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Wolfowitz Report: More Journamalism from the New York Times

The headline is: "Former World Bank Officials Detail Discord Over Wolfowitz." The right headline would be: "Former World Bank Officials Call Wolfowitz a Liar":

Former World Bank Officials Detail Discord Over Wolfowitz - New York Times: By STEVEN R. WEISMAN: Two former top officials at the World Bank have issued new statements disputing the contention of Paul D. Wolfowitz, the bank president, that they and others knew about his actions on behalf of his companion... Shaha Ali Riza....

Mr. Wolfowitz ended up helping to arrange a pay raise, promotion and transfer to the State Department for Ms. Riza, along with a path toward future promotions and salary increases, causing a furor among bank officials who charge that these were arranged without regard to normal bank rules....

There was no sign, meanwhile, that either side was following up the hints of a possible negotiated deal in which Mr. Wolfowitz might be cleared of ethical misconduct in return for his resignation as president. Indeed, the testimony of the two former officials seemed likely to complicate any desire by the bank’s board to find a way out of the crisis by somehow siding with Mr. Wolfowitz and judging his conduct to have been in good faith and in accordance with bank rules.

Mr. Wolfowitz, in his own testimony to the committee, said Monday that he had cleared his steps with relevant officials and that they knew, or should have known, the details of his arrangements at the time. On Tuesday, Ad Melkert, former head of the bank board’s ethics committee, appeared before the committee and said he was “deeply hurt by efforts to manipulate information” by Mr. Wolfowitz and his supporters, according to testimony released by the United Nations Development Program, where he now works. Mr. Melkert... said that instead of arranging for the salary and promotion package, Mr. Wolfowitz should have given the job in question to someone neutral. When he initially approved what Mr. Wolfowitz had done, Mr. Melkert said, he “naturally assumed” that the bank president had acted “in accordance with the bank’s rules and normal procedures.” In February 2006, he said, he again reviewed the facts and declared the matter closed, without knowing all “terms and conditions.”...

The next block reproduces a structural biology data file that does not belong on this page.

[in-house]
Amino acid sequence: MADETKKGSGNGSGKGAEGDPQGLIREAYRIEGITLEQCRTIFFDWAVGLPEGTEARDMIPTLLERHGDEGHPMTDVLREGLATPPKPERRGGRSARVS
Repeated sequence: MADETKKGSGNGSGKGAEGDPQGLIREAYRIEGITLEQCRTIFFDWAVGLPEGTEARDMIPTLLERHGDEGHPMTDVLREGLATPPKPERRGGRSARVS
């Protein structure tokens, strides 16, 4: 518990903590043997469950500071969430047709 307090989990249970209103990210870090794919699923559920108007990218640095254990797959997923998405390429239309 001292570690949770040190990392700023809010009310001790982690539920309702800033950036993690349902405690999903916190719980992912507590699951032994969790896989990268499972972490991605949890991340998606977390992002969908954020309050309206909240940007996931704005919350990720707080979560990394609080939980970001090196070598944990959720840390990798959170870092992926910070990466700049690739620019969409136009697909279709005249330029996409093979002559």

A second official disputing Mr. Wolfowitz revealed an equally bitter tone in their relations. Roberto Danino, a former prime minister of Peru who was the bank’s general counsel in 2005, said he had a quick falling-out with the new bank president over the handling of Ms. Riza’s case.... Danino said that Mr. Wolfowitz’s desire to maintain contact with Ms. Riza while both worked at the bank violated bank rules and that the president had “acted incorrectly” when he gave her a raise and promotion package that “far exceeded” what was necessary. He said that the package had not been “disclosed or approved by” the bank board, its ethics committee or himself, and that it had been “granted over the objections” of Xavier Coll, a vice president for human resources. Dr. Coll, a physician from Spain and an expert on health programs for the poor, declined to comment or make his own testimony public.

Mr. Danino said his relations with Mr. Wolfowitz had spiraled downward, leading to his being “barred from any meaningful professional contact” with the bank president and consequently his resignation last year.

Whenever I talk to reporters like this, they almost invariably say: "I agree. It's a misleading and inaccurate headline. But I don't write the headlines--the editors do." The reporters don't understand that the headline is part of their story, the most important part. And that their editors are burning their reporters' credibility when they attach misleading headlines to stories.

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